By Sonya Stevenssstevens@wciv.com
ISLE OF PALMS, S.C. (WCIV) -- Beach erosion is just one of the concerns that comes with tropical systems, even if they don't make landfall.
One area in the Lowcountry that has learned this firsthand is Folly Beach County Park.
"The crushing blow was Hurricane Irene that came within 200 miles of our coast last August," said park manager Eric Stewart. "It kind of corresponded with the high tide, and it just put together a really bad scenario for that and the Folly Island."
The erosion had been occurring slowly over several years, but after Irene, the park had to be closed.
"The main damage to it is all the dunes have been washed out and the beachside has washed completely flat," Stewart said. "The steps and the boardwalksthey are not in a condition that we are comfortable with people using them. There is really nothing to go to, because there are no dunes to walk over. So, we have had to move a lot of our non-permanent structures that are located close to the ocean just because of the fear that since there aren't dunes anymore, there is nothing to slow down or stop the water from coming offshore."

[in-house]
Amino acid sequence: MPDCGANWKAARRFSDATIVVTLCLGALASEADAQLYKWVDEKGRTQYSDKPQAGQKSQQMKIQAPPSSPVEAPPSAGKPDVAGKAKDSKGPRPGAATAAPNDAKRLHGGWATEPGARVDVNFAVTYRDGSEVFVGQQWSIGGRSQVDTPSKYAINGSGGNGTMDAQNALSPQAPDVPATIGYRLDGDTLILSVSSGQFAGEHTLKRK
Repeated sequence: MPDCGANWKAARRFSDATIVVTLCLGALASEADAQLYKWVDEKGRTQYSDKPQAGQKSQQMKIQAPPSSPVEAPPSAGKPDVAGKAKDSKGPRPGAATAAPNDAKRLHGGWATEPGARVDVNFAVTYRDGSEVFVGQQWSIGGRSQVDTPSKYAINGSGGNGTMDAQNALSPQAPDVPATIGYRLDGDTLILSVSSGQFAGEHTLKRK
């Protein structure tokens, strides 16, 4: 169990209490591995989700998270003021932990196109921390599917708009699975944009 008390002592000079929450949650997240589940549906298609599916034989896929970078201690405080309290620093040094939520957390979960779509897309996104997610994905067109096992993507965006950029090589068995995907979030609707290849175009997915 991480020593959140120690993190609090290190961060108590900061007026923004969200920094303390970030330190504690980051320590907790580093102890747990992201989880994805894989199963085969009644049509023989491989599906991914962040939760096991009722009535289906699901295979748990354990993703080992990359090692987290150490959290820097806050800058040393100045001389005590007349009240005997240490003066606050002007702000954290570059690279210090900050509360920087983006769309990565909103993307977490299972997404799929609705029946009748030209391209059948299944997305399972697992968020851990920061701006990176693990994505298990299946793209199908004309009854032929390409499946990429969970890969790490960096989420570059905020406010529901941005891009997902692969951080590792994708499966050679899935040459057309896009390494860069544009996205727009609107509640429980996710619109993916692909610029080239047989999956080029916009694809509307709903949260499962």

Fortunately other properties like, Isle of Palms County Park, haven't had to battle any erosion issues.
"They are holding up physically very well. Isle of Palms and Beachwalker County Park of Kiawah Island both have plenty of beach," said Stewart. "They are also barrier islands, so they are susceptible to it, but we haven't seen anything like we have seen at Folly."
But just because severe erosion has yet to happen doesn't mean it never will.
"I think it's always something that you have to have in the back on your head when on the coast," Stewart said. "You never know what Mother Nature's going to do. Barrier islands, they move and change throughout time. So, I think it's always a concern that you have when you deal with the beach."
For those of you that miss going to Folly Beach County Park, don't worry, it's a work in progress.
"We have been working with a coastal engineer to put together a stabilization plan for the park as well as some renourishment within the park itself," Stewart said. "We are also looking at construction of a terminal groin that could help with that stabilization."
The plan is to have the park stabilized in about a year and then hopefully soon after, re-open it to the public.